Why Should I Appeal a Restraining Order?
Restraining orders can have strict consequences in New Jersey. The court may remove you from home you share with the plaintiff and prevent you from contacting the plaintiff or any children you share. You could lose custody of your children, and the court could order you to pay spousal and child support. The court could also order you to continue paying the rent or mortgage in a home you do not occupy. Additionally, the court will fine you $500 and order you to be fingerprinted, photographed, and placed in a domestic violence registry.
If you violate a restraining order, it is a criminal offense and considered criminal contempt of a court order. Any allegation of violating a restraining order mandates an arrest. The violation can be inadvertent or be as small as a text or email to the victim. A second violation will result in a mandatory 30 days in jail. If you face a restraining order hearing, it’s essential to contact an experienced New Jersey criminal attorney as soon as possible.
What Is the Process For an Appeal?
You cannot appeal a temporary restraining order (TRO). A judge typically enters a TRO without notice to the defendant, and the order is only good until the hearing for the final restraining order (FRO). The hearing for the FRO is typically within ten days of entry of the TRO. At the hearing for the FRO, both parties will have the opportunity to tell their story and present evidence and witnesses to the court.
Once a judge has issued a final restraining order against you, you have a limited time in which to file your appeal. That time to file your appeal is limited to 45 days after its imposition. In the appeal, you will be required to allege that there were errors made during the trial that warrant a reversal of the final restraining order’s imposition.
The error must relate to the facts, evidence, or law to be a valid basis for your appeal. Grounds for reversal may include, but are not necessarily limited to:
- The judge incorrectly interpreted or applied the law: If the judge misapplied or incorrectly interpreted New Jersey law, that mistake can be grounds for a successful appeal. Judges are required to do their job correctly, and when they do not, you should not be punished for it.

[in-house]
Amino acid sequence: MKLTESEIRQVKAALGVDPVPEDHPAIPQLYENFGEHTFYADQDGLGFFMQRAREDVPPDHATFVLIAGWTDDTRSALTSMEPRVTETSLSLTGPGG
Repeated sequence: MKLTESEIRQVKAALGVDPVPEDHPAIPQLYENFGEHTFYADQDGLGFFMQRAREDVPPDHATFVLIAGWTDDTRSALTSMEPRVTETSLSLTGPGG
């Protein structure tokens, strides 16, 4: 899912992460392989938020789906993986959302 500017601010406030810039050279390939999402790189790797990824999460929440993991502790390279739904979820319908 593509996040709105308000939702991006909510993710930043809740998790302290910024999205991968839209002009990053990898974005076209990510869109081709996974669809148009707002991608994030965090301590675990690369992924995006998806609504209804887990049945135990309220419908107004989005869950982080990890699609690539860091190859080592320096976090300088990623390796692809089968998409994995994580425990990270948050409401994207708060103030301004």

- The judge misinterpreted the facts: Judges are also expected to correctly analyze and apply the facts of the case to New Jersey law. Judges commonly misremember testimony or flat out get things wrong. When they do, it could be the basis for a successful appeal of your final restraining order.
- The judge misapplied the rules of evidence: Specific rules are in force regarding what evidence the court may consider when deciding on the final restraining order. When the court gets it wrong, the final restraining order may not be valid.
- The judge’s findings were not complete: The opinion the judge sets forth must state in detail the ground for the restraining order, including the prior history of domestic violence, the predicate act, and that a restraining order was necessary to protect the well-being and safety of the plaintiff. Failure to state any or all of these is grounds for reversal of the final restraining order.
If you are considering filing for divorce or know of someone, all your rights must be protected. You need someone in your corner to support you doing this difficult time.
Contact a Domestic Violence Lawyer Today to Protect Your Rights
At Bronzino Law Firm, we successfully represent clients in Brick, Toms River, Point Pleasant, Spring Lake, Jackson, and Freehold. Whether you have yet to decide your next steps fully or are ready to move forward immediately, our knowledgeable team of attorneys is only a phone call away.
Contact our Brick office by calling (732) 812-3102 today for a free and confidential consultation to discuss your individual needs and concerns.
How is child support enforced for parents living in different states?
Read on to learn more about how enforcement of child support payments in different states works, and who can support you in your process.
The ins and outs of establishing child support payment are complex in any situation in which parents are separated. However, these complexities are amplified when parents live in different states. Which state’s courts enforce child support payments? To which state’s system does a parent turn when a parent has not paid child support, or they would like to amend the terms of a support agreement?
According to the Uniform Interstate Family Support Act (UIFSA), each state must defer to the child support orders of the child’s home state. The UIFSA was signed into law by President Clinton to provide a framework by which child support orders can be established, enforced, or modified. In the case that a child lives in one state but the child support order was established in another state, the UIFSA breaks down which state’s orders take precedent.